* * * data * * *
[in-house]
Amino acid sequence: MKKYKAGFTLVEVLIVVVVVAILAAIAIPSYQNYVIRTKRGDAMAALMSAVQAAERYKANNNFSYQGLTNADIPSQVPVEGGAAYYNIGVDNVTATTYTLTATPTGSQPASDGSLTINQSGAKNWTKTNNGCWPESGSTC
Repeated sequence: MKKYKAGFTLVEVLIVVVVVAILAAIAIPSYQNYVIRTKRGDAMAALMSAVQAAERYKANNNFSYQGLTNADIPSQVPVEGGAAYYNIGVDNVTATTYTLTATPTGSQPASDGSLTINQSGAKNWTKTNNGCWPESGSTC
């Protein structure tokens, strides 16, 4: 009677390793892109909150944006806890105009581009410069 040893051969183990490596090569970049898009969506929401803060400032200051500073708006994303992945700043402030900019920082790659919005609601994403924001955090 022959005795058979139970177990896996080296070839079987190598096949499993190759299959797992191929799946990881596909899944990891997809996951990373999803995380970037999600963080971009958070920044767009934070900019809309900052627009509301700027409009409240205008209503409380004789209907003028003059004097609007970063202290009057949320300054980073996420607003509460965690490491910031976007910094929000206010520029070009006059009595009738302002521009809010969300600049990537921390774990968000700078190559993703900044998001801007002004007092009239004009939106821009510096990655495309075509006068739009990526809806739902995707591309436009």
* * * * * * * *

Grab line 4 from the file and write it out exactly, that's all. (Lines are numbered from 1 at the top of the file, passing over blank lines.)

């Protein structure tokens, strides 16, 4: 009677390793892109909150944006806890105009581009410069 040893051969183990490596090569970049898009969506929401803060400032200051500073708006994303992945700043402030900019920082790659919005609601994403924001955090 022959005795058979139970177990896996080296070839079987190598096949499993190759299959797992191929799946990881596909899944990891997809996951990373999803995380970037999600963080971009958070920044767009934070900019809309900052627009509301700027409009409240205008209503409380004789209907003028003059004097609007970063202290009057949320300054980073996420607003509460965690490491910031976007910094929000206010520029070009006059009595009738302002521009809010969300600049990537921390774990968000700078190559993703900044998001801007002004007092009239004009939106821009510096990655495309075509006068739009990526809806739902995707591309436009």